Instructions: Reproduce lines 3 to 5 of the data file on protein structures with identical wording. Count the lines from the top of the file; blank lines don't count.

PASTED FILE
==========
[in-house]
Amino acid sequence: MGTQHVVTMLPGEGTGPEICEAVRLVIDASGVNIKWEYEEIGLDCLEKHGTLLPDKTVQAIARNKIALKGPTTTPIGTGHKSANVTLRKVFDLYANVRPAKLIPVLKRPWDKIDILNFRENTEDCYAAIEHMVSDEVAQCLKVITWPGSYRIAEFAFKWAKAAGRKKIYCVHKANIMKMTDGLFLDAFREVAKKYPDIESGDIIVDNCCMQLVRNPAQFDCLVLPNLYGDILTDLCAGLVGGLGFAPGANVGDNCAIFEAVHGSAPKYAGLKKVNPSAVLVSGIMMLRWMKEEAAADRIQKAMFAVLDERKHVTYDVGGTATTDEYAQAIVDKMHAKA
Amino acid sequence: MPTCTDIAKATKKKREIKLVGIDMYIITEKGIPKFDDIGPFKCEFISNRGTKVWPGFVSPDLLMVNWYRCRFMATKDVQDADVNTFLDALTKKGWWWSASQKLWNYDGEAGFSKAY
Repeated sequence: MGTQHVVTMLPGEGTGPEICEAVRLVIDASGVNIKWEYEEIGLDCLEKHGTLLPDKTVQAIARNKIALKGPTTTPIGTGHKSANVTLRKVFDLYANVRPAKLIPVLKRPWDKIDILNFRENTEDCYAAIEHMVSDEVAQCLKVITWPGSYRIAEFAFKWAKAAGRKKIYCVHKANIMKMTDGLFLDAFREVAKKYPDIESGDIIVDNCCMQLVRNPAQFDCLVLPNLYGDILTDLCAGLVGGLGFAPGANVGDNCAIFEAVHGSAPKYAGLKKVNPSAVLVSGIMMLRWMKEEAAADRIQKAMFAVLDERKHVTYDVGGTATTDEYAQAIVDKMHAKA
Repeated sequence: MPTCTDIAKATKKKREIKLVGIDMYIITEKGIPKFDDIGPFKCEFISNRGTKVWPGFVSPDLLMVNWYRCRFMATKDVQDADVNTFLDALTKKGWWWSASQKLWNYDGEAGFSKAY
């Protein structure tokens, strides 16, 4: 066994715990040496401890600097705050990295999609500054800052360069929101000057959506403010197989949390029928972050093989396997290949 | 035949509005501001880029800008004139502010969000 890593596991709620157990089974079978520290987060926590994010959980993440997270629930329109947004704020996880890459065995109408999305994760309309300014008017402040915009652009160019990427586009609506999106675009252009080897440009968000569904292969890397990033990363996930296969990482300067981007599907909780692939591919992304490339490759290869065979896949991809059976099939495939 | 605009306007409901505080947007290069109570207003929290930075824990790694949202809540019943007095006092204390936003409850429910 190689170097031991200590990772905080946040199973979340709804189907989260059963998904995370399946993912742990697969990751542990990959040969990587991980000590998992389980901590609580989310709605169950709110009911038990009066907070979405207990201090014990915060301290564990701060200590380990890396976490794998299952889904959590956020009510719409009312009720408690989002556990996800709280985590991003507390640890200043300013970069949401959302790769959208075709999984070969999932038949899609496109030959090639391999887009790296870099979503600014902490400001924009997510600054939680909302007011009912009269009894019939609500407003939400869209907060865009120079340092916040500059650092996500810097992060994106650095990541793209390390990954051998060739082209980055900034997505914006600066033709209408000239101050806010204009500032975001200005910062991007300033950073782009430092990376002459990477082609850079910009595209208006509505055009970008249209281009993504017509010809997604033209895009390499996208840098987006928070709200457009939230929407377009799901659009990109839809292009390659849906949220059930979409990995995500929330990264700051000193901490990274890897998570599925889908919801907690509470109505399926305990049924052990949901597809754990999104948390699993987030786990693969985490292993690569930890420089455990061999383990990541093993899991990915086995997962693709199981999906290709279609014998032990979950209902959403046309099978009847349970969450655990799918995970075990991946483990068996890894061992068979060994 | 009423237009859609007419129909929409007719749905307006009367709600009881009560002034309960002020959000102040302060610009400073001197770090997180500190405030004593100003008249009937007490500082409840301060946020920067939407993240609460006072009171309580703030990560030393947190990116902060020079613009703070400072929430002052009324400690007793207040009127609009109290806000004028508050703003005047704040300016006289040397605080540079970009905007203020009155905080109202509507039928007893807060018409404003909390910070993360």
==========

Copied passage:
Amino acid sequence: MPTCTDIAKATKKKREIKLVGIDMYIITEKGIPKFDDIGPFKCEFISNRGTKVWPGFVSPDLLMVNWYRCRFMATKDVQDADVNTFLDALTKKGWWWSASQKLWNYDGEAGFSKAY
Repeated sequence: MGTQHVVTMLPGEGTGPEICEAVRLVIDASGVNIKWEYEEIGLDCLEKHGTLLPDKTVQAIARNKIALKGPTTTPIGTGHKSANVTLRKVFDLYANVRPAKLIPVLKRPWDKIDILNFRENTEDCYAAIEHMVSDEVAQCLKVITWPGSYRIAEFAFKWAKAAGRKKIYCVHKANIMKMTDGLFLDAFREVAKKYPDIESGDIIVDNCCMQLVRNPAQFDCLVLPNLYGDILTDLCAGLVGGLGFAPGANVGDNCAIFEAVHGSAPKYAGLKKVNPSAVLVSGIMMLRWMKEEAAADRIQKAMFAVLDERKHVTYDVGGTATTDEYAQAIVDKMHAKA
Repeated sequence: MPTCTDIAKATKKKREIKLVGIDMYIITEKGIPKFDDIGPFKCEFISNRGTKVWPGFVSPDLLMVNWYRCRFMATKDVQDADVNTFLDALTKKGWWWSASQKLWNYDGEAGFSKAY